An Indo-Norwegian study of the COVID-19 pandemic’s implications on the informal sector and biomedical and plastic waste generation and handling, conducted in parts of Delhi and Surat between March and July 2020 has reported disruption to the waste value chain, severe income losses and disproportionate exposure to health risks in the form of discarded PPEs for informal workers.
The study illuminates that while both study sites hold excess capacity to treat biomedical waste, the direct and indirect impacts (e.g. depression of global oil prices/price of recycled plastic) of COVID-19 have severely disrupted formal and informal plastic waste value chains / with impacts in Surat being somewhat less pronounced compared to Delhi. Nevertheless, severe loss of income and livelihood precariousness are observed in both places, with an easing of certain income losses over subsequent unlock phases. Health risks from exposure to inadequately contaminated biomedical waste of frontline informal workers was another key concern.
Study found that about 52% plastic waste recyclers in Surat and 87% in Delhi said that their business was severely affected during and after lockdown, due to decreased selling price of the plastic pellets and 25-30% decline in income of waste collectors was observed after the lockdown (in April-May 2020) of waste collectors in Surat and Delhi.
The study was supported by the Royal Norwegian Embassy in New Delhi and jointly conducted by an Indo-Norwegian project team (INOPOL) from Norwegian Institute for Water Research (NIVA), Mu Gamma Consultants Pvt Ltd (MGC) and Toxics Link. The findings of the report was released during a webinar on “The Informal Sector, plastic and biomedical waste-perspectives and trends during COVID19” organised by the Indo-Norwegian project team and attended by invited experts who discussed the impact of the COVID-19 situation on key aspects of the waste management ecosystem. The experts highlighted that the vulnerability of the informal workers to livelihood and health risks needs to be reduced and called for more recognition and support to strengthen the role of the informal sector in efficient waste management. Study co-author Dr. Hans Nicolai Adam highlighted ‘that more interdisciplinary work of this nature needs to be conducted, and linked to policy processes to find broad based, equitable and environmentally friendly solutions that involve the neglected informal sector, and combat plastic pollution in a joint manner. The study also highlights the value of fruitful international collaboration to find more local solutions to global issues’.
Dr. Muralee Thummarukudy, Chief, Disaster Risk Reduction, United Nations Environment Program while speaking at the webinar said, “The biomedical waste produced per COVID patient on an average is about 3kgs per day. The burden of waste management mostly falls on the informal sector and the waste pickers are mostly from the marginalised communities of the society. The COVID19 pandemic which is both a health as well as economic crisis has hit the waste pickers particularly hard. The findings of the study released today are in line with the global findings and recommendations.”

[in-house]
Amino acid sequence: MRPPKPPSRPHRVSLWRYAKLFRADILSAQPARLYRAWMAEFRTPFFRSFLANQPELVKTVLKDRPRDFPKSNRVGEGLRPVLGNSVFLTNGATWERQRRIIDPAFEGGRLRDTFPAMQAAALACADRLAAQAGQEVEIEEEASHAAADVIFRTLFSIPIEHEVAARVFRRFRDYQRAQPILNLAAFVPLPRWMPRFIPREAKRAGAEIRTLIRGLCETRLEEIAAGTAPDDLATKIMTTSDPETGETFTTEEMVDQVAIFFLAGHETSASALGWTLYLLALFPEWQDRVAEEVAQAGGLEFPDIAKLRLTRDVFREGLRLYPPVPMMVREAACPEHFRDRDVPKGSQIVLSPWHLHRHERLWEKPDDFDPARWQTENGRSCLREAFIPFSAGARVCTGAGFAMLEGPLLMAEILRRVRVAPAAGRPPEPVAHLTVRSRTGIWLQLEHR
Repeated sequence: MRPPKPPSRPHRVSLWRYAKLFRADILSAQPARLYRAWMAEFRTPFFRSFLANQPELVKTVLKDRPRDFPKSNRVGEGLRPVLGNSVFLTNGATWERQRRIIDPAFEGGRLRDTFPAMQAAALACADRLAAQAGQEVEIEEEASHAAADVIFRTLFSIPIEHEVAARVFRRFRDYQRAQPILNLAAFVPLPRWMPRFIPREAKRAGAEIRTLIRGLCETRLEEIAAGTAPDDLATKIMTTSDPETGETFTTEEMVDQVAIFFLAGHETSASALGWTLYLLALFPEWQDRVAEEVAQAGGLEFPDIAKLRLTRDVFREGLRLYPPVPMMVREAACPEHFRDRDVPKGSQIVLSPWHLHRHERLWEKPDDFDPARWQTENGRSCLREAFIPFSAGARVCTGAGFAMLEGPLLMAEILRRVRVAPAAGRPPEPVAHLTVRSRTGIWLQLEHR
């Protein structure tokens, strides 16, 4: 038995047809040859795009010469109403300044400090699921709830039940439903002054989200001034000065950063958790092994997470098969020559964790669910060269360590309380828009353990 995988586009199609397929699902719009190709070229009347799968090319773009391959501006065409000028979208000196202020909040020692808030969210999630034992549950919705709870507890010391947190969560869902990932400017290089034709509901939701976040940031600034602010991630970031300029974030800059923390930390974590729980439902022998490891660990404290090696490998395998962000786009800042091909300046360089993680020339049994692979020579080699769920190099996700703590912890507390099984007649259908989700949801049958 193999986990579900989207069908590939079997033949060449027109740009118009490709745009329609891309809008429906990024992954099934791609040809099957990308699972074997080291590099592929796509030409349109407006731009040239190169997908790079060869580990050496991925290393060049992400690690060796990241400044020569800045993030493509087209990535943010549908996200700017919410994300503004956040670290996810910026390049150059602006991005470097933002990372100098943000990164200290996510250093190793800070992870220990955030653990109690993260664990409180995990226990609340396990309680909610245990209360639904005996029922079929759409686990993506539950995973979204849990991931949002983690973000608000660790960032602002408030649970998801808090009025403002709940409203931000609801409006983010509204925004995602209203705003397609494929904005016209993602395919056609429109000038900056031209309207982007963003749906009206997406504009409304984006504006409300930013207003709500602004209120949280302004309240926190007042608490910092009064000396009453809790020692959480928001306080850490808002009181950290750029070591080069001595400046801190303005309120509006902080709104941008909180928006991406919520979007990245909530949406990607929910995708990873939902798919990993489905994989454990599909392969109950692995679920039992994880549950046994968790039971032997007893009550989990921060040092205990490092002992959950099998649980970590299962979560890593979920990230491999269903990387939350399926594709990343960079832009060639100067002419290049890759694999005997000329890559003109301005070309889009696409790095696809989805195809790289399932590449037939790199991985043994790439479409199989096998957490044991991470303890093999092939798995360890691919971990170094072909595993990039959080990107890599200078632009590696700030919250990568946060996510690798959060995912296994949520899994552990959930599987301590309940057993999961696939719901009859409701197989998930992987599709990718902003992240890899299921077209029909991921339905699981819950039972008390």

The webinar was opened and chaired by Eirik Hovland Steindal, Research Scientist, NIVA.
Dr. Thorjorn Larssen, Research Director, NIVA, said, “Informal waste management workers are particularly hard hit by the COVID19 pandemic. This study is an effort to reach out to waste management workers to get a better understanding of their situation, how are they coping with the COVID19 pandemic crisis and to recommend steps to strengthen the informal sector involved in waste management.”
Dr. Girija Bharat, Founder-Director, Mu Gamma Consultants said, “Our study is an effort to understand how COVID-19 outbreak has impacted the management of plastic and biomedical waste management and propose tentative measures that can strengthen the informal sector involved in waste management. The COVID19 pandemic has a more pronounced impact on the informal waste management workers with loss of livelihood, reverse migration and lack of social security. There is a need for better coordination between municipalities and health systems, increased focus on education and awareness and separate policy and detailed guidelines.”
Mr. Satish Sinha, Associate Director, Toxics Link said, “It is extremely critical to be vigilant in managing COVID waste and prepare adequately for handling waste generated from mass vaccination”
Ms. Youthika Puri from the CPCB said “Challenges of the crisis includes improper segregation and the fact that there is no discrimination between plastics- biomedical- and solid waste. This has resulted in overfilled landfills and waste floating in coastal waters. Municipal bodies are key in this scenario as they coordinate between the waste sector, the health sector and the government.”
Mr. Siddharth Hande, a social entrepreneur and Founder of Kabadiwalla Connect, said “During lockdown, smaller informal scrap shops in Chennai were supporting waste pickers, giving them enough money for food, showing that the informal ecosystem is supporting itself at scale. Such strong and robust informal supply chains are also found in cities in for example Indonesia and Vietnam. There is a need to come together to build consensus of the entire network to find solutions that will catalyse the opportunities of these networks at scale”